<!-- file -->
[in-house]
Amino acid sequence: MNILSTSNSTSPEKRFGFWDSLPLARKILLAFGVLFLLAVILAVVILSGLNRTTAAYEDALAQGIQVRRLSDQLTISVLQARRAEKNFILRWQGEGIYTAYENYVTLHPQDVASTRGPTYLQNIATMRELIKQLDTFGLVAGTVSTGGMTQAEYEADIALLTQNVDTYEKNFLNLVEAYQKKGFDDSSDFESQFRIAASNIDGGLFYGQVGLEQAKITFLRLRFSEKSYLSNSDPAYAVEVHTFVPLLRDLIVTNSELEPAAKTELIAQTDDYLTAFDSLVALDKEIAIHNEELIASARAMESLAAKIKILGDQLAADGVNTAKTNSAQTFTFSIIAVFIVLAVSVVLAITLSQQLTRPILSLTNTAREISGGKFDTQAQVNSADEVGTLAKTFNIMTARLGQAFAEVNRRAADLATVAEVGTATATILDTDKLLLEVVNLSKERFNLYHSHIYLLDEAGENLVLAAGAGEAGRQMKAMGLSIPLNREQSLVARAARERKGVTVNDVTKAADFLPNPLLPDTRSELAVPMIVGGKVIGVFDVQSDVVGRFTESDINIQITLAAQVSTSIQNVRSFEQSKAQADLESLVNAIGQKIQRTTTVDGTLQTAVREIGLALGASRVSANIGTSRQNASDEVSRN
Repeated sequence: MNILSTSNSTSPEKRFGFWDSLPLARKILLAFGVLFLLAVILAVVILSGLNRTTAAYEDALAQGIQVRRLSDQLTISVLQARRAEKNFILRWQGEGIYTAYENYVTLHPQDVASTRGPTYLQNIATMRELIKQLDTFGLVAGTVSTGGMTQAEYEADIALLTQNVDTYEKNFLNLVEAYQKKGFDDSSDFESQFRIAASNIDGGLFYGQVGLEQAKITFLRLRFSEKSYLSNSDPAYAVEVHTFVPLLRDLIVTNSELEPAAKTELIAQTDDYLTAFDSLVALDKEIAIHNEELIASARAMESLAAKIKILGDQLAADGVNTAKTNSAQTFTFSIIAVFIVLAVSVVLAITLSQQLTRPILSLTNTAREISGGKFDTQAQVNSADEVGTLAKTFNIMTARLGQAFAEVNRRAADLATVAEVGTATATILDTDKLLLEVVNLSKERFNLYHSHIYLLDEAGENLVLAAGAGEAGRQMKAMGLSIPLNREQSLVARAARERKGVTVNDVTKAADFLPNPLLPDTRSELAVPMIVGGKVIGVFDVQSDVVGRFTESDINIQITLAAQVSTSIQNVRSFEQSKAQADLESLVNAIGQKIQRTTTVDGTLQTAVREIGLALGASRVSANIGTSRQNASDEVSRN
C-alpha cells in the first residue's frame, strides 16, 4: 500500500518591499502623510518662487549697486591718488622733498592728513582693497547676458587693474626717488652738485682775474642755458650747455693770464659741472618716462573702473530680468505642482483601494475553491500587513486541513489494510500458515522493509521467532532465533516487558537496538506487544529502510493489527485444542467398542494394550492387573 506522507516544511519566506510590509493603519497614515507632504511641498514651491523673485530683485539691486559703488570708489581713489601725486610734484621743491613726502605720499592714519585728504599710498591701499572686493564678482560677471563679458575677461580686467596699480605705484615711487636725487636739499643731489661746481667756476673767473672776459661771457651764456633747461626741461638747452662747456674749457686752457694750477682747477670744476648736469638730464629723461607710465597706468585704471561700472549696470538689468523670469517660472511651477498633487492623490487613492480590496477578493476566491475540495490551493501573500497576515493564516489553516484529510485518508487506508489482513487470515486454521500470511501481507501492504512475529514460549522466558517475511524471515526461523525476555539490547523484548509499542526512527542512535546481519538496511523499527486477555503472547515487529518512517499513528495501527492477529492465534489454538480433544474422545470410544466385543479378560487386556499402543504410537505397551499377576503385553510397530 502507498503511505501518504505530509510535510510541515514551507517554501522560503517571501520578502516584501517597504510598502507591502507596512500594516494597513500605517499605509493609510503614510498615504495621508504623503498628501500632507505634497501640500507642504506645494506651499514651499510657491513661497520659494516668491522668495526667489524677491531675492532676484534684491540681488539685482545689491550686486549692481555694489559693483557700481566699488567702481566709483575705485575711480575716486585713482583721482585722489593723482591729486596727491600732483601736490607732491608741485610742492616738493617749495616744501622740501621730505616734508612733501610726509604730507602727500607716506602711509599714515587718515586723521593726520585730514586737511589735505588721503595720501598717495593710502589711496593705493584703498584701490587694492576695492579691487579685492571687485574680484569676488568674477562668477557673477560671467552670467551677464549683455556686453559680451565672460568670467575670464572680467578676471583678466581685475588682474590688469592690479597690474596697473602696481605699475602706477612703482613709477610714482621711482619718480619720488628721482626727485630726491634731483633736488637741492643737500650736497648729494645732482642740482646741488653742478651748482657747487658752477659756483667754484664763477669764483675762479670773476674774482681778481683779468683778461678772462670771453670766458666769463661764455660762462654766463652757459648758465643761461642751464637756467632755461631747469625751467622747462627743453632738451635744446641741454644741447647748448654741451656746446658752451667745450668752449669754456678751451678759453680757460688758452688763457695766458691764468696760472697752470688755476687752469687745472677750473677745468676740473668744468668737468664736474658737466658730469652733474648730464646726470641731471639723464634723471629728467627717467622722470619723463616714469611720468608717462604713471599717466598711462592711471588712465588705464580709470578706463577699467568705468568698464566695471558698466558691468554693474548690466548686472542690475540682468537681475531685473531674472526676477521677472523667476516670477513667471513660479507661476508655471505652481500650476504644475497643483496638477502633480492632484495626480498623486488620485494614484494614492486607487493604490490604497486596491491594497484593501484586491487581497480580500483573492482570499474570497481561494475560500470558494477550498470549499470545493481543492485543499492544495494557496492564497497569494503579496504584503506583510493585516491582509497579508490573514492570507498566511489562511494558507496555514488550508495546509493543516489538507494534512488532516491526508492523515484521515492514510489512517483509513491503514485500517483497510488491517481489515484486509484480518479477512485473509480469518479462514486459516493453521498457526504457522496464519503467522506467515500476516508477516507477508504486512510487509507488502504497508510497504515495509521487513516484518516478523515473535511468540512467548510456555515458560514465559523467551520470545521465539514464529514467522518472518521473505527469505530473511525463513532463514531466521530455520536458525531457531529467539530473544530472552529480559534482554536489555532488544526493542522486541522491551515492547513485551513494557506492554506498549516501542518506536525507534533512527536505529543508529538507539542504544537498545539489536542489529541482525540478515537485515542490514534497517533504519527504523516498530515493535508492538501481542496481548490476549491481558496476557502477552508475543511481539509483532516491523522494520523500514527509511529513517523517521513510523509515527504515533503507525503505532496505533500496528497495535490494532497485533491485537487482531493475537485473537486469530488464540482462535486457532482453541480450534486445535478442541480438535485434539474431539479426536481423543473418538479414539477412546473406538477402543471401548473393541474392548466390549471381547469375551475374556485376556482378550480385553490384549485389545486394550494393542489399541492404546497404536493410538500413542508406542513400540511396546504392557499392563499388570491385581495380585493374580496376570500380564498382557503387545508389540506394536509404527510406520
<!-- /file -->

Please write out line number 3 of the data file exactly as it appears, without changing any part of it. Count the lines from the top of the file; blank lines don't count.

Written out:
Repeated sequence: MNILSTSNSTSPEKRFGFWDSLPLARKILLAFGVLFLLAVILAVVILSGLNRTTAAYEDALAQGIQVRRLSDQLTISVLQARRAEKNFILRWQGEGIYTAYENYVTLHPQDVASTRGPTYLQNIATMRELIKQLDTFGLVAGTVSTGGMTQAEYEADIALLTQNVDTYEKNFLNLVEAYQKKGFDDSSDFESQFRIAASNIDGGLFYGQVGLEQAKITFLRLRFSEKSYLSNSDPAYAVEVHTFVPLLRDLIVTNSELEPAAKTELIAQTDDYLTAFDSLVALDKEIAIHNEELIASARAMESLAAKIKILGDQLAADGVNTAKTNSAQTFTFSIIAVFIVLAVSVVLAITLSQQLTRPILSLTNTAREISGGKFDTQAQVNSADEVGTLAKTFNIMTARLGQAFAEVNRRAADLATVAEVGTATATILDTDKLLLEVVNLSKERFNLYHSHIYLLDEAGENLVLAAGAGEAGRQMKAMGLSIPLNREQSLVARAARERKGVTVNDVTKAADFLPNPLLPDTRSELAVPMIVGGKVIGVFDVQSDVVGRFTESDINIQITLAAQVSTSIQNVRSFEQSKAQADLESLVNAIGQKIQRTTTVDGTLQTAVREIGLALGASRVSANIGTSRQNASDEVSRN